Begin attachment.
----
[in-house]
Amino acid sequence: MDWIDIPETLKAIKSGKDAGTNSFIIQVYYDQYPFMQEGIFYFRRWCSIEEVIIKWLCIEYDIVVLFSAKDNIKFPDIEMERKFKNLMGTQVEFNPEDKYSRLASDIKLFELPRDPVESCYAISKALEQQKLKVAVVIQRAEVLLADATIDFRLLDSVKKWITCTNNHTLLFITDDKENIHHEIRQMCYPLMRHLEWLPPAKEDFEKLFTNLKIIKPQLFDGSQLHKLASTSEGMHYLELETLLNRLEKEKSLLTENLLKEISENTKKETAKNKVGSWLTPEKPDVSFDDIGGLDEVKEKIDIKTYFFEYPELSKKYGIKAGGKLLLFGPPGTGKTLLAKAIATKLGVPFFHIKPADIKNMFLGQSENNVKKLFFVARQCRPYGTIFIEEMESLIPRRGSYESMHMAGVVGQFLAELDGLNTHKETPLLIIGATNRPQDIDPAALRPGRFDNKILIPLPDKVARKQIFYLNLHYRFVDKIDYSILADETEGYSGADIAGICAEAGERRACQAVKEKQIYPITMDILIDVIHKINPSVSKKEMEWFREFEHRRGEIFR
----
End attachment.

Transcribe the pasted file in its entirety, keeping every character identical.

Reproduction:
[in-house]
Amino acid sequence: MDWIDIPETLKAIKSGKDAGTNSFIIQVYYDQYPFMQEGIFYFRRWCSIEEVIIKWLCIEYDIVVLFSAKDNIKFPDIEMERKFKNLMGTQVEFNPEDKYSRLASDIKLFELPRDPVESCYAISKALEQQKLKVAVVIQRAEVLLADATIDFRLLDSVKKWITCTNNHTLLFITDDKENIHHEIRQMCYPLMRHLEWLPPAKEDFEKLFTNLKIIKPQLFDGSQLHKLASTSEGMHYLELETLLNRLEKEKSLLTENLLKEISENTKKETAKNKVGSWLTPEKPDVSFDDIGGLDEVKEKIDIKTYFFEYPELSKKYGIKAGGKLLLFGPPGTGKTLLAKAIATKLGVPFFHIKPADIKNMFLGQSENNVKKLFFVARQCRPYGTIFIEEMESLIPRRGSYESMHMAGVVGQFLAELDGLNTHKETPLLIIGATNRPQDIDPAALRPGRFDNKILIPLPDKVARKQIFYLNLHYRFVDKIDYSILADETEGYSGADIAGICAEAGERRACQAVKEKQIYPITMDILIDVIHKINPSVSKKEMEWFREFEHRRGEIFR